Mean-spirited and politically-callous is the best way to describe the new policy of the administration of United States President Donald Trump that recognised occupied Jerusalem as the capital of Israel. It is incumbent upon the Palestinian leadership to act quickly before the decision to move the US embassy from Tel Aviv to occupied Jerusalem is executed by end-2019. The visit of Palestinian President Mahmoud Abbas to the headquarters of the European Union (EU) in Brussels last month was a good start, but the pressure must be kept on, now and over the next two years.
Despite the potential horrors of the American decision that comes at a time when the Middle peace process is at its nadir, the rights of the Palestinian people are supported by the international community. And nowhere has this been more evident than in Europe and the EU, a powerful political, social and economic bloc of countries that believes in a two-state solution with occupied Jerusalem — a holy city for Muslims, Christians and Jews, to be shared by a newly-independent Palestinian state, alongside an Israeli one.
If the right wing in Israel and its new cohorts in White House think they can change things around, they will be in for a surprise. The EU has long believed in a negotiated solution on the June 1967 borders and that can’t be changed. It is the bare minimum the Palestinians have come to expect and is supported by many voices in the world. Europe is in a very strong position to make good on its words. It needs to be persuaded, cajoled and asked to “corner” Israel to accept a two-state solution, something it continues to defer.
So far, it has sought to stay on the fence, satisfied with its role as an economic backer of the Palestinians and leaving the political side of the negotiations to the Americans, acting as sponsors to push the Middle East talks along. But nothing has been gained. The EU has made its voice heard, consistently and persistently, offering developmental aid, money to develop institutions, and project initiations on the Occupied Territories, but have left the big political questions for the Americans who actually have done little to try and persuade the Israelis to take a more constructive approach to move the Middle East peace talks forward.
But insofar as they have played a “service” role, regardless of however much they have come to call for “pragmatic” solutions and optimal options for a land of two people — Arabs and Jews — America has left the court without an umpire or referee and shirked its responsibilities. This is surely not good politics for a regional, global bloc. Now is the time to bring the power to bear. It is up to the Palestinian leadership, the Arabs and the Muslim world now to point to the Europeans that they can do much more than the “service” role they have comfortably put themselves into for at least the past 10 or 15 years and get off the fence to become effective players who understand the international politics of the area.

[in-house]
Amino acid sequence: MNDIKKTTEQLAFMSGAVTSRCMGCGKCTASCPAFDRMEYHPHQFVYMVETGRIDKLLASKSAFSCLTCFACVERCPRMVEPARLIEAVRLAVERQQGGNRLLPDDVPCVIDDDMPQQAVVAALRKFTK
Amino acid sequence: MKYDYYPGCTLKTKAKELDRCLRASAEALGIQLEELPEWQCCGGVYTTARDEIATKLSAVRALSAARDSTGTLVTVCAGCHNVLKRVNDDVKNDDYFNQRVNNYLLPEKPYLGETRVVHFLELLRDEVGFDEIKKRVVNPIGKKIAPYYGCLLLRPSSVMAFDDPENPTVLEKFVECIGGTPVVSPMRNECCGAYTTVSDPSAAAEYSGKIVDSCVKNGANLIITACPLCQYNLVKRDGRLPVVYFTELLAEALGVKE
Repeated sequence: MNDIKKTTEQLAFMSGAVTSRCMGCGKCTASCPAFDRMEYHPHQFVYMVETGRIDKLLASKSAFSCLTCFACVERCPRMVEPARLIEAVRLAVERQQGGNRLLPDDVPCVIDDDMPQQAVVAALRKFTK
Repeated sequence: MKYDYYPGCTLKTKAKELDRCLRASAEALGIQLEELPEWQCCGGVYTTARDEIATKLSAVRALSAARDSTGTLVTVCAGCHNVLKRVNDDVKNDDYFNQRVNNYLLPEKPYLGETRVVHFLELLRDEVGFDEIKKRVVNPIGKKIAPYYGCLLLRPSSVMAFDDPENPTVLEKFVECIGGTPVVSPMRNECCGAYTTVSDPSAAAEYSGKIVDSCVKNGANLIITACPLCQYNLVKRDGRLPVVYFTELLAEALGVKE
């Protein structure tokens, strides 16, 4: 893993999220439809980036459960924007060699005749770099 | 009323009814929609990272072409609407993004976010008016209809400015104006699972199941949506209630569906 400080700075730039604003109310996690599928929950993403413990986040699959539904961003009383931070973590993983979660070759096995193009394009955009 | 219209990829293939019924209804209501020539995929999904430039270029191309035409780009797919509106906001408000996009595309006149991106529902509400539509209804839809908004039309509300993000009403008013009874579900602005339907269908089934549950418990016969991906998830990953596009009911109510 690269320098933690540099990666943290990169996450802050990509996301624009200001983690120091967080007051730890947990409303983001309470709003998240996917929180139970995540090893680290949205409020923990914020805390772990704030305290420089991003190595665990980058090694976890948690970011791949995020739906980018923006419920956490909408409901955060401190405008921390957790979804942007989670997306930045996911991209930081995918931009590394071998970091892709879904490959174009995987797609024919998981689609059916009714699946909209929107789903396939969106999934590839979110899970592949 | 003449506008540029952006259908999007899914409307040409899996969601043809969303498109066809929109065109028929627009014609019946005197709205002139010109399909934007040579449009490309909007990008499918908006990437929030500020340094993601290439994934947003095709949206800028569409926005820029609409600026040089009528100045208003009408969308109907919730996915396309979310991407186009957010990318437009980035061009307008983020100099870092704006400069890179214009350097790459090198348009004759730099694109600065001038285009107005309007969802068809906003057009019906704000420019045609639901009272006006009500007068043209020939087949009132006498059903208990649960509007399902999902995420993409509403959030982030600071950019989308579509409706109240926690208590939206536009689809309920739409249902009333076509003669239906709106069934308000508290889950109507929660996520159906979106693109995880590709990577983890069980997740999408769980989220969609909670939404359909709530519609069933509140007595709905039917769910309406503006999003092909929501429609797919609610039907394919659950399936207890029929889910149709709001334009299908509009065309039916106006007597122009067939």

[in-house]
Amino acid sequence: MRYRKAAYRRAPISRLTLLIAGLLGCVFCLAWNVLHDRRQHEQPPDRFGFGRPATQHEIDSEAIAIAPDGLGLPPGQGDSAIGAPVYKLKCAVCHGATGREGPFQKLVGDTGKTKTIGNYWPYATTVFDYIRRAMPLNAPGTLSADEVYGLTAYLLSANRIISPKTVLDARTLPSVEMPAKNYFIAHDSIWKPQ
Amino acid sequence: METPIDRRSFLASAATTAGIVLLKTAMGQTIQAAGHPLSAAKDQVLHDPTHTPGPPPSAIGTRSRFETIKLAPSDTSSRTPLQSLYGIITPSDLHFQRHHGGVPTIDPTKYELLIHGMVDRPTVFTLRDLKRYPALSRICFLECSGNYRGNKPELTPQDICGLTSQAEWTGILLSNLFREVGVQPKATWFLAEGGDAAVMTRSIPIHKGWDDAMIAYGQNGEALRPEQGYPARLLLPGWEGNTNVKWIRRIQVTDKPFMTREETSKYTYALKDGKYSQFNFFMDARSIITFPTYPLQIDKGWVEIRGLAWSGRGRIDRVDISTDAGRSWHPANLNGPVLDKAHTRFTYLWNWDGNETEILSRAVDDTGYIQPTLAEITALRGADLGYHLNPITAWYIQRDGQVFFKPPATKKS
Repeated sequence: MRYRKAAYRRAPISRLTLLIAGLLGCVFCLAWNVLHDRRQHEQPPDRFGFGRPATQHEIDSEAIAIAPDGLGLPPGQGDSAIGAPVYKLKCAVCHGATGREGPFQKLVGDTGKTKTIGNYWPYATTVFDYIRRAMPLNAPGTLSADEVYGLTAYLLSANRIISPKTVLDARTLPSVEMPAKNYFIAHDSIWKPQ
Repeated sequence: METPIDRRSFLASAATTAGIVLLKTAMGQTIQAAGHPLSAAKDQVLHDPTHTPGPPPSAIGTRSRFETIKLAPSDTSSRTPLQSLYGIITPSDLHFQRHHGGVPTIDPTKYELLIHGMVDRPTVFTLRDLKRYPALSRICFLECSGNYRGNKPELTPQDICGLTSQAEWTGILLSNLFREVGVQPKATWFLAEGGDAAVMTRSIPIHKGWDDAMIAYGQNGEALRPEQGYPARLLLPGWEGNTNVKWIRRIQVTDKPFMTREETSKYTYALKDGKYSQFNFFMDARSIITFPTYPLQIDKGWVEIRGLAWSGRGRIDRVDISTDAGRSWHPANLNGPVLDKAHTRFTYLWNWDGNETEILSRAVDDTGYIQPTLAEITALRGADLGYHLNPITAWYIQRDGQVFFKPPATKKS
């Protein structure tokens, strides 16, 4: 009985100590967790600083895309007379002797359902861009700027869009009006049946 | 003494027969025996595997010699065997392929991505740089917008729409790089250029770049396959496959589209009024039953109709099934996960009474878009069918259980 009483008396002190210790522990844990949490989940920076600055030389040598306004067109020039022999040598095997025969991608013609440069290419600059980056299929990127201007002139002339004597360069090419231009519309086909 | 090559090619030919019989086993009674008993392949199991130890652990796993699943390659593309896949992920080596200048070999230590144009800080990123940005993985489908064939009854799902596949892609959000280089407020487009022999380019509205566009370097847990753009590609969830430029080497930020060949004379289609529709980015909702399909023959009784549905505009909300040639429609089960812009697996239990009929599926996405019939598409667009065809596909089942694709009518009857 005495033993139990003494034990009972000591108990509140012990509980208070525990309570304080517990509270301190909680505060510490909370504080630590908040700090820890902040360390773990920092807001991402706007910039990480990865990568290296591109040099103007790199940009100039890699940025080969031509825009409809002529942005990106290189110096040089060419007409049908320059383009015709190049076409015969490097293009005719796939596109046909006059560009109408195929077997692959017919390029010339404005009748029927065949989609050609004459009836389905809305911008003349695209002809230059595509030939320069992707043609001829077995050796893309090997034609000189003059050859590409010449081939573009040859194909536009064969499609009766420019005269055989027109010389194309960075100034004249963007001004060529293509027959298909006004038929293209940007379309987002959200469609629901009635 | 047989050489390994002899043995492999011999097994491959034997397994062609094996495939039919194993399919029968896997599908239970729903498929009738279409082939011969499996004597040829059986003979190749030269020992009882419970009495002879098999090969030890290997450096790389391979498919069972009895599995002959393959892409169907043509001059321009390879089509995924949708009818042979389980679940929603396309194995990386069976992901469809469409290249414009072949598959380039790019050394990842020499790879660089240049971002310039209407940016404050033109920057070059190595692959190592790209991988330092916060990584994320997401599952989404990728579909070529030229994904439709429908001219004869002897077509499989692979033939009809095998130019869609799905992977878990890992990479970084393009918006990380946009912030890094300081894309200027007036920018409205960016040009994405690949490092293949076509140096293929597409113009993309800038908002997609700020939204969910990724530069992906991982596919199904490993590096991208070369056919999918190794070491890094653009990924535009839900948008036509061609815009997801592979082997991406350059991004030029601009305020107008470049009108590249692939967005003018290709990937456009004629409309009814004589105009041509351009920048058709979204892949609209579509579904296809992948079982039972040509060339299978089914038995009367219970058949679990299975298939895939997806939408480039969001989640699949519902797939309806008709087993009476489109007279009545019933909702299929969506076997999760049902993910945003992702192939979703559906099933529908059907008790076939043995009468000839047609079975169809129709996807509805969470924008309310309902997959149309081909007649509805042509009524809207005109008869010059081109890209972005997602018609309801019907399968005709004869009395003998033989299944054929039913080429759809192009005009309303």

At present, their dismay at the Trump administration is couched in diplomatic language and “euphemisms” with EU Foreign Policy Chief Federica Mogherini insisting on a belief in a multilateral peace framework, something that Israeli Prime Minister Benjamin Netanyahu is totally opposed to and calling for a lone American anvil. The EU has to insist on playing a more forthright, direct approach to the “novice” American administration, which at the very least can be accused of naivety to the intractability of the Middle East situation and at the most, contemptuous, bloating, disdainful and one-sided towards Israel.
It is up to Europe to show its strength as a bloc and its political dexterity as a people with negotiating skills that could help turn things around. It recognises the complexity of the situation of the Middle East peace process, its intricateness and entangled sides. This is why it has to take it upon itself to explain the basics anew to an American administration that has “suddenly” come forward with preconceived ideas about the world and how it should look like, without any bearing on the local, regional and international realities.
The clock is ticking. The Trump administration could be in power for three more years and may even get re-elected for another four years, but the damage its new policies could have on the region would certainly be far-reaching and take decades to undo. We are already in a precarious situation, with Israel spreading its legitimacy and control over the Occupied Territories.
“The European Union needs to be persuaded, cajoled and asked to ‘corner’ Israel to accept a two-state solution, something it continues to defer.””Share on facebookTweet this
Marwan Asmar is a commentator based in Amman. He has long worked in journalism and has a PhD in Political Science from Leeds University in the UK